The following review contains a few potential minor spoilers. In my opinion, these details do not spoil much and are established fairly early in the narrative, but I feel it's only fair to mention their inclusion for readers who desire a clean slate.
Initially, I struggled with believing a word of this novel. Told from the perspective of Thomas McNulty, Days Without End illustrates the setting and period in a manner that feels extremely authentic. The problem had to do with the story itself: two gay men, one who commonly wears dresses, along with their daughter, fight in the biggest American battles of the 1850s and 60s, and are generally well liked. It sounds ludicrous, does it not? Because, frankly, how many such people could there have been in those years? The more I thought about it and the deeper I read, the more I began to question my original doubt. It's not at all ludicrous. Even the part about being well liked seemed accurate as I got to know these characters. This is the biggest compliment I can give Sebastian Barry and his most recent novel—Barry took a very hard-to-sell story and made it not only convincing, but enjoyable.
Evocative of Cormac McCarthy in its blend of lyrical prose and brutal western themes, Days Without End is a different kind of story all together. It's an improbable historical novel of epic proportions in a small package. Its blend of a less-educated vernacular with gorgeous and insightful passages is hard to believe at times, but like the story itself, it works surprisingly well. Perhaps it is exactly because of the implausibility of language and story that this novel excels. Without the unique perspective and the powerful lyricism, this novel would likely be just another addition to the long list of fictional accounts of the American Civil War without anything to set it apart.
Days Without End is constantly immersed in tales of war and of family. The “war” in the novel perhaps drags on a big too much, especially considering the brevity of the novel. For my benign tastes, there were a few too many conflicts. By the time I arrived at the fourth or fifth major conflict, I didn't much care about the results. I suspected the outcome would be similar to all those that preceded it. I'd have preferred a little more time spent on the family aspect, though surely the two overlap considerably. Another reader may have hoped for the opposite.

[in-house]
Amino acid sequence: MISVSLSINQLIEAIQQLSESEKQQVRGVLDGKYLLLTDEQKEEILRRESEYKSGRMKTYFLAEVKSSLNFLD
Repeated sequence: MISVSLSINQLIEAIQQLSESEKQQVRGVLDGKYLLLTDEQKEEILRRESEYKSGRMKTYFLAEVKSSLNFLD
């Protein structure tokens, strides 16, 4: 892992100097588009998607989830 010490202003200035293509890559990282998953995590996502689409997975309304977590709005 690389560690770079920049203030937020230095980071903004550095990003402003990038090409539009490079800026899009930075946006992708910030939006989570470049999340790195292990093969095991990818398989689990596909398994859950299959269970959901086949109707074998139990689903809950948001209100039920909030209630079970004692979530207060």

Days Without End is one of those novels that seems so simple in so many ways that you can imagine the author whipped it out in a matter of weeks and didn't need to look back. It's short and it's straight-forward. But you can also imagine the author spent considerable time with each and every sentence. They're painstakingly beautiful, yet they smack of the language of the time and place. Whether Barry labored over the making of Days Without End or not, the talent is obvious. Here is a story that glosses over some of the rough edges of mid-nineteenth century America, but sharpens others. The result is a gritty but beautiful novel, a fable where uncertainty melts away one page at a time.
Man Booker Prize 2017:
Days Without End stands a good chance of making the shortlist, in my opinion. It's an excellent contender with a strong historical narrative. Though some readers may be turned off by its implausible themes, it is because of the superb handling of these themes that this book rises above other well-written Civil War novels. Perhaps the greatest deterrent for shortlisting Days Without End is that it is yet another book about America in a year where perhaps there are too many nominees about the American experience. I feel confident that Days Without End will be shortlisted and will be an excellent contender for the top award, but I have doubts that Barry will bring home the prize this year.